Monday, 25 June 2007

Wish I was in Atlanta!

Through my blog surfing I learned about the talk of the week (or perhaps the last few months?) among bloggers in America - NECC 2007 (National Educational Computing Conference). Seems like all the blogosphere is there sharing ideas and learning from each other face2face for a change. The next quote from Julie Lindsay’s blog brought back some fond memories from 4 years ago:
However, right now it is grass roots and it is exciting to be part
of it and
to meet up with so many colleagues who I have only seen virtually for many
months. I was thrilled to meet
Vicki Davis and it was a natural
transition from being online together to actually talking and sharing face to
It was back in 2003 when I first met my dear Japanese net colleague f2f, at an AEC conference in Bogor, Indonesia. After finding each other through EPALS in 2000, we had been working on small virtual exchanges between our EFL groups before finally having the chance to meet. My feelings were the same as described above - it was
uncanny how natural that first meeting was after a few years of online sharing and collaboration. Akira, if you ever read this, thank you for all these years of special friendship.

Back from memory lane to NECC… Looking at the photos, in most everybody’s got their laptop in front of them, as if it was another limb. Funny, but a must at a computing conference, I know. (Maybe it’s just as well I’m not there fumbling away with mine…) I must say, looks like real
multitasking - taking part in intelligent discussions while all the time keeping blog readers updated about what’s being said - almost in real time. WOW!

The most interesting weekend session for me would have been Global Connections and Flat Classroom Ideals in a Web 2.0 World, definitely. International school projects is what I’ve been doing for almost 10 years now, so right up my street. I’ve been reading both Vicki’s and Julie’s blogs for some time now, and I am really interested to learn more about their Flat Classroom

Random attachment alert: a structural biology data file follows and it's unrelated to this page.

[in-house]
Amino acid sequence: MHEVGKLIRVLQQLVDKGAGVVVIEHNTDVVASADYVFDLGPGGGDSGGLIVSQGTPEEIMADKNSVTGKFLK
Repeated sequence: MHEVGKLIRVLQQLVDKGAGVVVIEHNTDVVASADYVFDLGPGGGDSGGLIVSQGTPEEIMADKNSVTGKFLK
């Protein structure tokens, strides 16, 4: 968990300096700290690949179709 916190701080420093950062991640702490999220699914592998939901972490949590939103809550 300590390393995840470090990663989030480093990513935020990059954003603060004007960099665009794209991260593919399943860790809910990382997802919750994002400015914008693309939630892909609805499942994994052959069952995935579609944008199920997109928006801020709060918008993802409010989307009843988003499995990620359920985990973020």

. I am still going through the extensive project Wiki, and keep finding marvellous evidence of student interaction and true collaboration there. The fact that I am totally new to Wikis is giving my some trouble with navigating, but as I’m very much a hands-on, trial-and-error-type learner, I’ll work my way through it - and hopefully become a lot wiser about the use of Wikis in the process.

It was good to read the following in Vicki’s blog:
There is a lot of interest in multicultural collaboration. It was exciting to
see the vision that others have for what needs to happen. The desire is there,
the willingness is there and there are some organizations that are doing it. We
need to be looking at multicultural components as standard parts of all courses
appropriate. What opportunities we have with this one but it is going to
need to
be much wider scale than it is now. Julie and I are talking about
standards for
international projects and the group gave us
some great
feedback on this
I’ll be following the creation of the standards, as I feel something like that is imperative for the success of any inter- or multicultural project. In the course of my EU and Asian projects, I have learned that the results will be disappointing if project leaders in the participating countries follow their own preconceived agendas, without realizing the importance of negotiating and collaborating towards a joint goal all along. Naturally, these negotiations become a lot more challenging when many (if not most!) of the teacher and student partners don’t share the same language. All in all, the little I could follow this weekend convinced me more and more that Web 2.0 tools will enhance the work in my future intercultural projects. I’m getting quite excited about trying something new next year.

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